“The world we live in now” : A qualitative investigation into parents’, teachers’, and children’s perceptions of social networking site use. / Hayes, Beatrice; James, Alana; Barn, Ravinder; Watling, Dawn.

In: British Journal of Educational Psychology, 12.08.2021.

Research output: Contribution to journalArticlepeer-review

E-pub ahead of print

Abstract

Background
Younger children are increasingly using social networking sites (SNS; Ofcom, Children and Parents: Media Use and Attitudes Report, 2019, https://www.ofcom.org.uk/__data/assets/pdf_file/0020/108182/children-parents-media-use-attitudes-2017.pdf). In doing so, they may experience both benefits (e.g., enhanced social capital) and risks (e.g., cyberbullying). Parents and teachers play an important role in shaping children’s perceptions via internet mediation behaviours (Livingstone et al., 2017, J. Commun., 67, 82).

Aims
An understanding of both children’s and adults’ perceptions of the risks and benefits of SNS use within the home and school contexts is limited within current literature. This study explored parents’, teachers’, and children’s perceptions of the risks and benefits of SNS use and how adults mediate this.

Sample(s)
A sample of 42 participants, including 13 parents (aged 28–48), 14 teachers (aged 26–54), and 15 children (aged 7–12), participated within this study.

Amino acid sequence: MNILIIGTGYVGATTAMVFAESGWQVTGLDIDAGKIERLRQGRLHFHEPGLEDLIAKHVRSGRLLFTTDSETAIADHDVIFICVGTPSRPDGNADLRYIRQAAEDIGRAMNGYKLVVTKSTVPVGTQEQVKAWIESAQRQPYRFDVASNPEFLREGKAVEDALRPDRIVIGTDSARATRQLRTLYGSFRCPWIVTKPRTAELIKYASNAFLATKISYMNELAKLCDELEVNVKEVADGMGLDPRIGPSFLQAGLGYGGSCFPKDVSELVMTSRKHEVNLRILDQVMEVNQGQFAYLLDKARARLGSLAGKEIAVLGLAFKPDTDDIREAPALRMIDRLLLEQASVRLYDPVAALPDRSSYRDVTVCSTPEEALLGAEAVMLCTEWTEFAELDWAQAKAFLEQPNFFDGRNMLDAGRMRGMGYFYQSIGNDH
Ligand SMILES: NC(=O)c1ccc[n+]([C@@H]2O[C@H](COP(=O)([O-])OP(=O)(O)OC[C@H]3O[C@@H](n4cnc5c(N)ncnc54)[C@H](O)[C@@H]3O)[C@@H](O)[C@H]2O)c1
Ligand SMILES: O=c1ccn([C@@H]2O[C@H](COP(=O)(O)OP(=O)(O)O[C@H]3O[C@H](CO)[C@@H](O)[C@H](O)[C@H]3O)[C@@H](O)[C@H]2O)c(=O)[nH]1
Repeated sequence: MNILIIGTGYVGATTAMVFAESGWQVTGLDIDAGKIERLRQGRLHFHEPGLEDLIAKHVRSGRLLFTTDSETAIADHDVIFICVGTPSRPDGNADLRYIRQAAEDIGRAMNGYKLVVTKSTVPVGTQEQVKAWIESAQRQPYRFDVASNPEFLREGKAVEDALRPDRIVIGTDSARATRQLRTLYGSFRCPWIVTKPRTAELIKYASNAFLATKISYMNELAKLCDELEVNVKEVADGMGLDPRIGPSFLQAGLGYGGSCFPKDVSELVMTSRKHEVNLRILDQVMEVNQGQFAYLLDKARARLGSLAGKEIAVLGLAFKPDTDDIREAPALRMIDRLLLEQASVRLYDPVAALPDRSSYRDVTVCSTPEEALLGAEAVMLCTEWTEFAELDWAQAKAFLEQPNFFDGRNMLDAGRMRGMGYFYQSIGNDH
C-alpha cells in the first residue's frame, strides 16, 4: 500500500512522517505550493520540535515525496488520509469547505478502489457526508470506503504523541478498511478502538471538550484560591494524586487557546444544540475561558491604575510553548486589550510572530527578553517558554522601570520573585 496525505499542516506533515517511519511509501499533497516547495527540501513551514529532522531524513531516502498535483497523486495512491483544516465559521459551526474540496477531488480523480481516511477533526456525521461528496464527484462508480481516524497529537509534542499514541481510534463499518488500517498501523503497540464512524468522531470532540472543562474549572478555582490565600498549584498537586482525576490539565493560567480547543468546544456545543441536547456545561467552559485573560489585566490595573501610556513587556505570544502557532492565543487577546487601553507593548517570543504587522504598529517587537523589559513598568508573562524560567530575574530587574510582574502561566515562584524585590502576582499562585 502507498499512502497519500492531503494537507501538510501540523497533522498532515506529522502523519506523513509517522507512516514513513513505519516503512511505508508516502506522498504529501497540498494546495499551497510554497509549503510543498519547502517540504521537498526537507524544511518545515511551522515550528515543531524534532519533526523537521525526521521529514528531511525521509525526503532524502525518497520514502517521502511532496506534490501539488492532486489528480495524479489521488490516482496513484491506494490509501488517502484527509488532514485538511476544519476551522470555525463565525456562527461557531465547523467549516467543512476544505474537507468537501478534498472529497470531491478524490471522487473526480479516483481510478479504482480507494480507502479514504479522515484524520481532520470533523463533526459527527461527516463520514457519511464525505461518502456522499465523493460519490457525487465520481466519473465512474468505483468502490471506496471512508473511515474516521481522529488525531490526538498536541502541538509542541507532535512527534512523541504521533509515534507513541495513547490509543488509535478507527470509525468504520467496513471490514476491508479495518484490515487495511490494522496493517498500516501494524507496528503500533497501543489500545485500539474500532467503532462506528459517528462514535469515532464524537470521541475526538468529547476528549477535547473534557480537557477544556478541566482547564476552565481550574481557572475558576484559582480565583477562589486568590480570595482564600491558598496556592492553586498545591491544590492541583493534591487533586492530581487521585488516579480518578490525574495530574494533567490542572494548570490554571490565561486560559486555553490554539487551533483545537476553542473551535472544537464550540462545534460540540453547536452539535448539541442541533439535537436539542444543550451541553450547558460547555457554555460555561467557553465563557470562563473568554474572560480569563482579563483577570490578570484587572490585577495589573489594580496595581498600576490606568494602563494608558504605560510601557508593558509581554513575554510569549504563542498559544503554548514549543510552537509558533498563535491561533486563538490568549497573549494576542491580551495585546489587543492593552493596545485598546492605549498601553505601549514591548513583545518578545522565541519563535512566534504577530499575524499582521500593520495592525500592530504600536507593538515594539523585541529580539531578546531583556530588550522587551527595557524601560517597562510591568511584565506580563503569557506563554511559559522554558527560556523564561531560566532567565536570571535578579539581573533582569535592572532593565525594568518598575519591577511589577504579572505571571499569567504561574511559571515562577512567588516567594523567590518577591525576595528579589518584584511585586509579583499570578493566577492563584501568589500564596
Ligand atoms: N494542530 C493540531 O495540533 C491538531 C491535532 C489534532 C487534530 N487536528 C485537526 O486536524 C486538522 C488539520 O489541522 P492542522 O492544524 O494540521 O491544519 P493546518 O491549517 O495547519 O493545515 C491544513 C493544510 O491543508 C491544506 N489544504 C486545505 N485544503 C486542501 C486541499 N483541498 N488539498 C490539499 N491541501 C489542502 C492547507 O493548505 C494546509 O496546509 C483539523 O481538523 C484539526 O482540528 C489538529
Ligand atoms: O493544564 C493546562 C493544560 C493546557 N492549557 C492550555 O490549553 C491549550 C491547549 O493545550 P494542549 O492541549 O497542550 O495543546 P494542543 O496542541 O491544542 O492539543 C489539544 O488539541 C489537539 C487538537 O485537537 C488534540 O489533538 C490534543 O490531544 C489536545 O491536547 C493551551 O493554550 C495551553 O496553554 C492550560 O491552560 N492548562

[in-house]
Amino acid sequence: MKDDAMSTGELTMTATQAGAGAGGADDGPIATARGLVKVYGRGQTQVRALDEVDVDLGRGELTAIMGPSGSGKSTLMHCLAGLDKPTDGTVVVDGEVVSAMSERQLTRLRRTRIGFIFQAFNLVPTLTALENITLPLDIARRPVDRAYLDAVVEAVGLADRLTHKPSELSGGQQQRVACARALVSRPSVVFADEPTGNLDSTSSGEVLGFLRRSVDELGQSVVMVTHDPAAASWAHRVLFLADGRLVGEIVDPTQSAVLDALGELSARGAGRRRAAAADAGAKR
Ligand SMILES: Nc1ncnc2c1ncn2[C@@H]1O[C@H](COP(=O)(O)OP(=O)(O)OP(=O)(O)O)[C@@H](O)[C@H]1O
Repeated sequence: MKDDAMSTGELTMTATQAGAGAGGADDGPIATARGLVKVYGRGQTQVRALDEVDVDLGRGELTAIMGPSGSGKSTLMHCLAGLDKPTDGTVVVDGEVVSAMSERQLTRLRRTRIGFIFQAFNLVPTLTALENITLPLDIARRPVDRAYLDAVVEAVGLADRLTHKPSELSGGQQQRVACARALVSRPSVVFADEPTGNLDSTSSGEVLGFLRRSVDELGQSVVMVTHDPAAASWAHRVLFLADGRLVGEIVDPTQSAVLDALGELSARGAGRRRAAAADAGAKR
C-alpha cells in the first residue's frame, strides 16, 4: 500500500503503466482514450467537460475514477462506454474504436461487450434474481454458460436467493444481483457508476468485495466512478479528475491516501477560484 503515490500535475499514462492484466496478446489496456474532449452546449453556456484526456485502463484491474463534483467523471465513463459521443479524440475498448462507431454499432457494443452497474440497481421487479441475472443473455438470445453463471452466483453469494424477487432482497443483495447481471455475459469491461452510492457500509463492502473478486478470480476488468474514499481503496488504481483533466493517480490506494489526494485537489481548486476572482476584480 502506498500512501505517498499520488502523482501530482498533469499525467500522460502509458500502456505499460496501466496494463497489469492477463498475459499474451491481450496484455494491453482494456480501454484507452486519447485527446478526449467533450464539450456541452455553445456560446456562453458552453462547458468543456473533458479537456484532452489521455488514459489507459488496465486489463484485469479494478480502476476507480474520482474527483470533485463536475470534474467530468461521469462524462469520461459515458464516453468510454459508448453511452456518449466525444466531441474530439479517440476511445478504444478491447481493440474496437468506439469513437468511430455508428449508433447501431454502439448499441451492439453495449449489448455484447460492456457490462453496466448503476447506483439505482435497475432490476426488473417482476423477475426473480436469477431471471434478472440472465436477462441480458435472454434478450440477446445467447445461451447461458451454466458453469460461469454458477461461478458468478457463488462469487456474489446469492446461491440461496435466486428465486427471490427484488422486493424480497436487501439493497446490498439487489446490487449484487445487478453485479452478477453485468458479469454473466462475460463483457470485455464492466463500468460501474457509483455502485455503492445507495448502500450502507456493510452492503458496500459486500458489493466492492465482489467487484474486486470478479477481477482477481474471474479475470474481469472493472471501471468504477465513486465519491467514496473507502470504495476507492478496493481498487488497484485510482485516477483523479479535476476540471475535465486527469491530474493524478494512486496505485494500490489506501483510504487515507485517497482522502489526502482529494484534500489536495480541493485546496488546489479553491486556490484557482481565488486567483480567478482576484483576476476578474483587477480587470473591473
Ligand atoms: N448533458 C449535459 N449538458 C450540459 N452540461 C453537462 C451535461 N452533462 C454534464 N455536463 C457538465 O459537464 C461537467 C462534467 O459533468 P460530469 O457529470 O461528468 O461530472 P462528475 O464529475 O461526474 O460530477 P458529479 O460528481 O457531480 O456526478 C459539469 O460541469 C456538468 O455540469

Methods
Participants took part in one-to-one semi-structured interviews exploring SNS use and risk and benefit perceptions, as well as internet mediation behaviours with adult participants.

Results
Findings highlight bonding social capital as the main benefit. Children recognize stranger danger as a risk but fail to perceive the wider online risks (e.g., cyberbullying). Parents’ and teachers’ restrictive mediation behaviours are informed by perceptions of stranger danger, safeguarding, and children lacking online responsibility.

Conclusions
Findings highlight the importance of shifting guidance from stranger danger to discussing the wider SNS risks, as well as the benefits; it is crucial for greater financial investment and policy to overcome barriers to e-safety education.
Original languageEnglish
Article numbere12452
JournalBritish Journal of Educational Psychology
Early online date12 Aug 2021
DOIs
Publication statusE-pub ahead of print - 12 Aug 2021
This open access research output is licenced under a Creative Commons Attribution-NonCommercial-NoDerivs 3.0 Unported License.

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